Politics of IraqBefore the fall of Saddam Hussein in 2003, officially the Ba'ath Party ruled Iraq through a nine-member RCC, which enacted legislation by decree. The RCC's president (chief of state and supreme commander of the armed forces) was elected by a two-thirds majority of the RCC. A Council of Ministers (cabinet), appointed by the RCC, had administrative and some legislative responsibilities. Most Western observers considered Iraq a dictatorship under the personal rule of President Hussein, whom they regarded as accountable to no one. The Vice-President of Iraq was Taha Yassin Ramadan.
A 250-member National Assembly consisting of 220 elected by popular vote who serve a 4- year term, and 30 appointed by the president to represent the three northern provinces, was last elected in March 2000. Iraq is divided into 18 provinces, each headed by a governor with extensive administrative powers.
Iraq's judicial system is based on the French model introduced during Ottoman rule and has three types of lower courts--civil, religious, and special. Special courts try broadly defined national security cases. An appellate court system and the court of cassation (court of last recourse) complete the judicial structure.
The Ba'ath Party controls the government and is the only recognized political party in regime controlled territory. Recent elections allowed for only Ba'ath Party authorized candidates, resulting in the election, for example, of Uday Saddam Hussein to the National Assembly with 99.99% of the vote. The Kurdish Democratic Party led by Masoud Barzani and the Patriotic Union of Kurdistan led by Jalal Talabani are opposition parties, each of which control portions of northern Iraq. Both allow multiple political parties to operate in their areas and have held contested elections within the last year that international observers termed "generally fair". The Iraqi regime does not tolerate opposition. Opposition parties either operate illegally, as exiles from neighboring countries or in areas of northern Iraq outside regime control.
conventional long form: Republic of Iraq
conventional short form: Iraq
local long form: Al Jumhuriyah al Iraqiyah (Arabic: الجمهوريّة العراق)
local short form: Al Iraq (Arabic: العراق)
Data code: IZ
Government type: republic
Capital: Baghdad (Arabic: بغداد)
Iraq is divided into 18 provinces (muhafazat, singular - muhafazah)
Independence: 3 October 1932 (from League of Nations mandate under British administration)
National holiday: Anniversary of the Revolution, 17 July (1968)
Constitution: 22 September 1968, effective 16 July 1970 (provisional constitution); new constitution drafted in 1990 but not adopted
Legal system: based on Islamic law in special religious courts, civil law system elsewhere; has not accepted compulsory ICJ jurisdiction
Suffrage: 18 years of age; universal
chief of state: President SADDAM Hussein (since 16 July 1979); Vice President Taha Muhyi al-Din MARUF (since 21 April 1974); Vice President Taha Yasin RAMADAN (since 23 March 1991)
head of government: Prime Minister SADDAM Husayn (since 29 May 1994); Deputy Prime Minister Tariq Mikhail AZIZ (since NA 1979); Deputy Prime Minister Taha Yasin RAMADAN (since NA May 1994); Deputy Prime Minister Muhammad Hamza al-ZUBAYDI (since NA May 1994)
cabinet: Council of Ministers; Minister of Information: Mohammed Saeed al-Sahaf
note: there is also a Revolutionary Command Council or RCC (Chairman SADDAM Hussein, Vice Chairman Izzat IBRAHIM al-Duri) which controls the ruling Ba'th Party, and is the most powerful political entity in the country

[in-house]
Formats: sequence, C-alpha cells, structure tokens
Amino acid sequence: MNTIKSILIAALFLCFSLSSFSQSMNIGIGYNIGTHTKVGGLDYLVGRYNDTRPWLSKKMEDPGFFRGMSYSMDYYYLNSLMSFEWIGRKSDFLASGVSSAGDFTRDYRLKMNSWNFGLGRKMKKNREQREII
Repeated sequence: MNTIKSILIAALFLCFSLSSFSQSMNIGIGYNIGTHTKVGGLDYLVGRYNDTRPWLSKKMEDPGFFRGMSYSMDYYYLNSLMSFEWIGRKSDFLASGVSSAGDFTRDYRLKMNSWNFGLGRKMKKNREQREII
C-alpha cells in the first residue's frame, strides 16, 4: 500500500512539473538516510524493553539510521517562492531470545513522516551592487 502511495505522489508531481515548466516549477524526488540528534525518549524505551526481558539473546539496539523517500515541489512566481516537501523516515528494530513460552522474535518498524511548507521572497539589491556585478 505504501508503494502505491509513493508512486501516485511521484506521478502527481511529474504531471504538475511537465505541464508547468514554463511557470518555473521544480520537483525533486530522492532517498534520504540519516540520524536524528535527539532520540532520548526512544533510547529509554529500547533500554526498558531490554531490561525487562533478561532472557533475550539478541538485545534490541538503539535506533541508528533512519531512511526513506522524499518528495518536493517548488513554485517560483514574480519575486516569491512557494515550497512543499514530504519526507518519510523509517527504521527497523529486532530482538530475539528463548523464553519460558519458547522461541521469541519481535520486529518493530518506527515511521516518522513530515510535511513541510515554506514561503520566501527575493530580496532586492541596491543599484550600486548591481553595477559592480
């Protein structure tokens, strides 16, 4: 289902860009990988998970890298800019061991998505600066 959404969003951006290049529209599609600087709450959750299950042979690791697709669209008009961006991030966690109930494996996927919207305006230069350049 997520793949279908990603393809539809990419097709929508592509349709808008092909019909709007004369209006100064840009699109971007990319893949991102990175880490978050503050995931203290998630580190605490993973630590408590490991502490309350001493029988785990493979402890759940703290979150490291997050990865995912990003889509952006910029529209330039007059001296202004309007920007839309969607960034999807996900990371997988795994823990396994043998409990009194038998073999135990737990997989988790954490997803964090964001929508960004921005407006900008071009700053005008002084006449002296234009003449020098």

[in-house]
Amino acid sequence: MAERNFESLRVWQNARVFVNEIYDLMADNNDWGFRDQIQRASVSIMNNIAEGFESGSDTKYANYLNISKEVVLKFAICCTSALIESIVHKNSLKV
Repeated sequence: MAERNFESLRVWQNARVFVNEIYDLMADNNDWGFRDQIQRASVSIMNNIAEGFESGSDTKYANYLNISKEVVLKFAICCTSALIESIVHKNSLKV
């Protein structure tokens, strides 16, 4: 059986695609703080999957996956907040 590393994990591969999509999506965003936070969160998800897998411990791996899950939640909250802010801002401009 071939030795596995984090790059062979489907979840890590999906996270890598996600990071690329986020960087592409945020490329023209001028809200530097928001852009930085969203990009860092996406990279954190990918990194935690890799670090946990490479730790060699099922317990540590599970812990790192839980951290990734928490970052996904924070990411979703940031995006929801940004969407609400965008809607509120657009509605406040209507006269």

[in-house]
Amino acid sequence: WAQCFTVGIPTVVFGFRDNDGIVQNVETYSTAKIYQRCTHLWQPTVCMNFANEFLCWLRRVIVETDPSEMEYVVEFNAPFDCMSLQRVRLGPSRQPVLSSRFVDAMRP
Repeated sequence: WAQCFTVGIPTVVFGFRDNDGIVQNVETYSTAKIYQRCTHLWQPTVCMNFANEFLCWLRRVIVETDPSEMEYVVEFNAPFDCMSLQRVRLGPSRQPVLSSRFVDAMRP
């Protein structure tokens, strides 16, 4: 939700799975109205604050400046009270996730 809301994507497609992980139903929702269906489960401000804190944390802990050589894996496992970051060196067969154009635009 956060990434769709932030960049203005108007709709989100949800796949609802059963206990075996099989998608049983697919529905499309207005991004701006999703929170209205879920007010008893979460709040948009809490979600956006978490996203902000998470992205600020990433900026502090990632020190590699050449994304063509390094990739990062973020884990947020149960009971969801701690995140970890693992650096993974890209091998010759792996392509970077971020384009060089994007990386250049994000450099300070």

elections: president and vice presidents elected by a two-thirds majority of the Revolutionary Command Council; election last held 17 October 1995 (next to be held NA 2002)
election results: SADDAM Husayn reelected president; percent of vote - 99%; Taha Muhyi al-Din MARUF and Taha Yasin RAMADAN elected vice presidents; percent of vote - NA
unicameral National Assembly or Majlis al-Watani (250 seats; 30 appointed by the president to represent the three northern provinces of Dahuk, Arbil, and As Sulaymaniyah; 220 elected by popular vote; members serve four-year terms)
elections: last held 24 March 1996 (next to be held NA March 2000)
election results: percent of vote by party - NA; seats by party - NA
Judicial branch: Court of Cassation
Political parties and leaders: Ba'th Party [SADDAM Husayn, central party leader]
Political pressure groups and leaders: any formal political activity must be sanctioned by the government; opposition to regime from Kurdish groups and southern Shi'a dissidents
International organization participation: ABEDA, ACC, AFESD, AL, AMF, CAEU, CCC, ESCWA, FAO, G-19, G-77, IAEA, IBRD, ICAO, ICRM, IDA, IDB, IFAD, IFC, IFRCS, ILO, IMF, IMO, Inmarsat, Intelsat, Interpol, IOC, ITU, NAM, OAPEC, OIC, OPEC, PCA, UN, UNCTAD, UNESCO, UNIDO, UPU, WFTU, WHO, WIPO, WMO, WToO
Diplomatic representation in the US: none; note - Iraq has an Interest Section in the Algerian Embassy headed by Mr. Akram AL DOURI; address: Iraqi Interests Section, Algerian Embassy, 2118 Kalorama Road NW, Washington, DC 20008; telephone:  (202) 265-2800; FAX:  (202) 667-2174
Diplomatic representation from the US: none; note - the US has an Interests Section in the Polish Embassy in Baghdad; address: P. O. Box 2051 Hay Babel, Baghdad; telephone:  (1) 718-9267; FAX:  (1) 718-9297
Flag description: three equal horizontal bands of red (top), white, and black with three green five-pointed stars in a horizontal line centered in the white band; the phrase ALLAHU AKBAR (God is Great) in green Arabic script - Allahu to the right of the middle star and Akbar to the left of the middle star - was added in January 1991 during the Persian Gulf crisis; similar to the flag of Syria which has two stars but no script and the flag of Yemen which has a plain white band; also similar to the flag of Egypt which has a symbolic eagle centered in the white band.